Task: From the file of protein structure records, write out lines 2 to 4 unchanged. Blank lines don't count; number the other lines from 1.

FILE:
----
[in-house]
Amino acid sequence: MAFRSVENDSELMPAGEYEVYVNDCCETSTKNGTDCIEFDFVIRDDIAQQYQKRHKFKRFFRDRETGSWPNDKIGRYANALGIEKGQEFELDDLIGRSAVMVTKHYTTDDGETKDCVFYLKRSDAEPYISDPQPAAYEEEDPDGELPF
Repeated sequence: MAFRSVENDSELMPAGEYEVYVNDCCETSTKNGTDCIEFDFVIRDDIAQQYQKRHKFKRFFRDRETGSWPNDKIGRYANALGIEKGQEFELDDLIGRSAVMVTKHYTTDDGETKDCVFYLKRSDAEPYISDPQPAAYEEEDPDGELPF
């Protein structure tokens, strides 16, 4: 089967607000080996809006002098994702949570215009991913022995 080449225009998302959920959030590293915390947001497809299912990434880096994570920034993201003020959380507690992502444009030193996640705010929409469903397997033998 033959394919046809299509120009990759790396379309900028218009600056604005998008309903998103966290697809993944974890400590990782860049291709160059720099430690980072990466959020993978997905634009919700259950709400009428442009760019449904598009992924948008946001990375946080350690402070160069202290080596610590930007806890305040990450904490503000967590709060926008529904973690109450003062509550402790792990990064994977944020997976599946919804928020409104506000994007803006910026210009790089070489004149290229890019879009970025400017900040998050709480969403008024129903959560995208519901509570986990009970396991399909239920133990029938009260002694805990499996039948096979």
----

Amino acid sequence: MAFRSVENDSELMPAGEYEVYVNDCCETSTKNGTDCIEFDFVIRDDIAQQYQKRHKFKRFFRDRETGSWPNDKIGRYANALGIEKGQEFELDDLIGRSAVMVTKHYTTDDGETKDCVFYLKRSDAEPYISDPQPAAYEEEDPDGELPF
Repeated sequence: MAFRSVENDSELMPAGEYEVYVNDCCETSTKNGTDCIEFDFVIRDDIAQQYQKRHKFKRFFRDRETGSWPNDKIGRYANALGIEKGQEFELDDLIGRSAVMVTKHYTTDDGETKDCVFYLKRSDAEPYISDPQPAAYEEEDPDGELPF
């Protein structure tokens, strides 16, 4: 089967607000080996809006002098994702949570215009991913022995 080449225009998302959920959030590293915390947001497809299912990434880096994570920034993201003020959380507690992502444009030193996640705010929409469903397997033998 033959394919046809299509120009990759790396379309900028218009600056604005998008309903998103966290697809993944974890400590990782860049291709160059720099430690980072990466959020993978997905634009919700259950709400009428442009760019449904598009992924948008946001990375946080350690402070160069202290080596610590930007806890305040990450904490503000967590709060926008529904973690109450003062509550402790792990990064994977944020997976599946919804928020409104506000994007803006910026210009790089070489004149290229890019879009970025400017900040998050709480969403008024129903959560995208519901509570986990009970396991399909239920133990029938009260002694805990499996039948096979």